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Effect of Milk on Team Sport Performance after Exercise-Induced Muscle Damage


Medicine & Science in Sports & Exercise: August 2013 - Volume 45 - Issue 8 - p 1585–1592
doi: 10.1249/MSS.0b013e31828b7dd0
Applied Sciences

Introduction Exercise-induced muscle damage (EIMD) leads to increases in intramuscular proteins observed in the blood stream and delayed onset of muscle soreness, but crucial for athletes are the decrements in muscle performance observed. Previous research has demonstrated that carbohydrate–protein supplements limit these decrements; however, they have primarily used isokinetic dynamometry, which has limited applicability to dynamic sport settings. Therefore, the aim of this study was to investigate the effects of a carbohydrate–protein milk supplement consumed after muscle-damaging exercise on performance tests specific to field-based team sports.

Methods Two independent groups of seven males consumed either 500 mL of milk or a control immediately after muscle-damaging exercise. Passive and active delayed onset of muscle soreness, creatine kinase, myoglobin, countermovement jump height, reactive strength index, 15-m sprint, and agility time were assessed before and 24, 48, and 72 h after EIMD. The Loughborough Intermittent Shuttle Test was also performed before and 48 h after EIMD.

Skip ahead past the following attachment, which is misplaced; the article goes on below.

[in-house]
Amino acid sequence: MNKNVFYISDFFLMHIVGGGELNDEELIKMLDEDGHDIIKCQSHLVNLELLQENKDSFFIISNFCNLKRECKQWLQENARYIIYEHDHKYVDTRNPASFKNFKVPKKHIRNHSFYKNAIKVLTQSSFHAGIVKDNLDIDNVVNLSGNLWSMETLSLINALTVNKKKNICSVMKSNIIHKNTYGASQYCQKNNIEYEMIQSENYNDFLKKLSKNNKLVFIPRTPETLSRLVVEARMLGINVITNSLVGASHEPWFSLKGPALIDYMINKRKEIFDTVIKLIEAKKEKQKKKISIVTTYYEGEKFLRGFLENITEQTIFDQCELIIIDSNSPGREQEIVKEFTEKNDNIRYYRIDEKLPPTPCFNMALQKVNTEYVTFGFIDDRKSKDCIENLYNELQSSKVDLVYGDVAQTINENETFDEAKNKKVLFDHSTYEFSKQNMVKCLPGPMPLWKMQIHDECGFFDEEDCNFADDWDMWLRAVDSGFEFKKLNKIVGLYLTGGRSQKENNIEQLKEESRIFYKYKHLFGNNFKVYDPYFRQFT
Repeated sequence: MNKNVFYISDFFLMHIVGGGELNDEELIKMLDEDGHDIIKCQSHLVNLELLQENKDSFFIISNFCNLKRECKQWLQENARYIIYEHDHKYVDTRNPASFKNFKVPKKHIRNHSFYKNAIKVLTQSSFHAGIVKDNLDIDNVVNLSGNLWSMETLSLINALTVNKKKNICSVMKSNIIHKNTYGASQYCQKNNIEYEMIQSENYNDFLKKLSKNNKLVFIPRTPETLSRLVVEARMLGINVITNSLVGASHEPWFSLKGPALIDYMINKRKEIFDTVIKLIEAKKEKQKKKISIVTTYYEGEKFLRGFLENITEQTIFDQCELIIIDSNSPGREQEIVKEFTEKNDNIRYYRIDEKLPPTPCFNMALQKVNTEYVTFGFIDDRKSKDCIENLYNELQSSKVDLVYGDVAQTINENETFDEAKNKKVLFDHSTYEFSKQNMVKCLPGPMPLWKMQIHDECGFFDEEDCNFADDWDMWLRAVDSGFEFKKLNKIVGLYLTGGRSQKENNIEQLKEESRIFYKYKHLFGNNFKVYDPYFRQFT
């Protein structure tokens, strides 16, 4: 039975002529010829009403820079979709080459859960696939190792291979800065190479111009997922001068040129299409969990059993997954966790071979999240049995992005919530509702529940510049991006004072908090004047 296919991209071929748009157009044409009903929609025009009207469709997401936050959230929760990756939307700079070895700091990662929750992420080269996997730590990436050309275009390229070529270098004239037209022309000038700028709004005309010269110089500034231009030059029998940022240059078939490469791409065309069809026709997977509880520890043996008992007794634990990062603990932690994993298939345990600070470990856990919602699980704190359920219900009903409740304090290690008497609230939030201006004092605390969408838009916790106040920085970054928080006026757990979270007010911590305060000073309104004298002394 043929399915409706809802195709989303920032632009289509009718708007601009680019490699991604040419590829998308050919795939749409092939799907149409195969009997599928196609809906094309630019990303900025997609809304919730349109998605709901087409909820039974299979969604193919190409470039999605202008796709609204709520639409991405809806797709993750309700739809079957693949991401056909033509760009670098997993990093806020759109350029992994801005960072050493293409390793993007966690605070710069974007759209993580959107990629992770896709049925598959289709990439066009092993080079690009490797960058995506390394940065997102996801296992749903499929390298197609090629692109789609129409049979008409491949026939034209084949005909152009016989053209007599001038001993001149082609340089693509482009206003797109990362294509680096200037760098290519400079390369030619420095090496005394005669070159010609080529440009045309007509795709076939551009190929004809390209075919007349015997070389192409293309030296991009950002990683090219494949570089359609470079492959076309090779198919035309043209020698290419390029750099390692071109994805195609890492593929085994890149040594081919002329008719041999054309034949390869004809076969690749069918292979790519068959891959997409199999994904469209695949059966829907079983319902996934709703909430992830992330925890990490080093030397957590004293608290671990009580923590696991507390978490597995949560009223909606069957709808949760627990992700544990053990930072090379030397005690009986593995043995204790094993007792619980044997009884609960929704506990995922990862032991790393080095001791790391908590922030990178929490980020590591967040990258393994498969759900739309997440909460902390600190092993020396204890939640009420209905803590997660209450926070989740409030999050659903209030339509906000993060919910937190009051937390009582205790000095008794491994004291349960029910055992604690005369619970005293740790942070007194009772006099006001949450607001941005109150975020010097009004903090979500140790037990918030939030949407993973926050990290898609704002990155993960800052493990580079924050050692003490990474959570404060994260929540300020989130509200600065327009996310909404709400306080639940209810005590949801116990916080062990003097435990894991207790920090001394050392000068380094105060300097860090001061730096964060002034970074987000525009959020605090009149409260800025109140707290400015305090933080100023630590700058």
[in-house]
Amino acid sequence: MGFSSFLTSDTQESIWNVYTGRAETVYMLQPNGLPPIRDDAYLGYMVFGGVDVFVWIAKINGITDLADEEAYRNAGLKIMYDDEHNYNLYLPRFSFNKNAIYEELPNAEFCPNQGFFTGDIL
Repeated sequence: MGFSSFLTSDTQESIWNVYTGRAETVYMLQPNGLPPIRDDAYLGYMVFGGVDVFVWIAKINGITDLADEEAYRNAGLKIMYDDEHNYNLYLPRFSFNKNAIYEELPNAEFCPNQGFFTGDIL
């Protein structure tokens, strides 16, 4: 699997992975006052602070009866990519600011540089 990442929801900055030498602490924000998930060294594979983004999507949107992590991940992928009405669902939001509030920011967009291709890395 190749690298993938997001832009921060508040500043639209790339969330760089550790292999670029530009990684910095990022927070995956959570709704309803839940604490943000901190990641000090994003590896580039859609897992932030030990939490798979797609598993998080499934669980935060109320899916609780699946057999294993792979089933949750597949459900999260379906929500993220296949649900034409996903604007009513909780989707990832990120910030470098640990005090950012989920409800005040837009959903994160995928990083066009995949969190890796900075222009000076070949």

Results At 48 h, milk had a possible benefit for limiting increases in 10-m sprint time and a likely benefit of attenuating increases in mean 15-m sprint time during the Loughborough Intermittent Shuttle Test. At 72 h, milk had a possible benefit for limiting increases in 15-m sprint time and a likely benefit for the attenuation of increases in agility time. All other effects for measured variables were unclear.

Conclusion The consumption of milk limits decrements in one-off sprinting and agility performance and the ability to perform repeated sprints during the physiological simulation of field-based team sports.

Department of Sport, Exercise and Rehabilitation, Northumbria University, Newcastle Upon Tyne, UNITED KINGDOM

Address for Correspondence: Emma Cockburn, Ph.D., Department of Sport Development, Northumberland Building, Northumbria University, Newcastle Upon Tyne, NE1 8ST, UK; E-mail:

Submitted for publication September 2012.

Accepted for publication January 2013.

© 2013 American College of Sports Medicine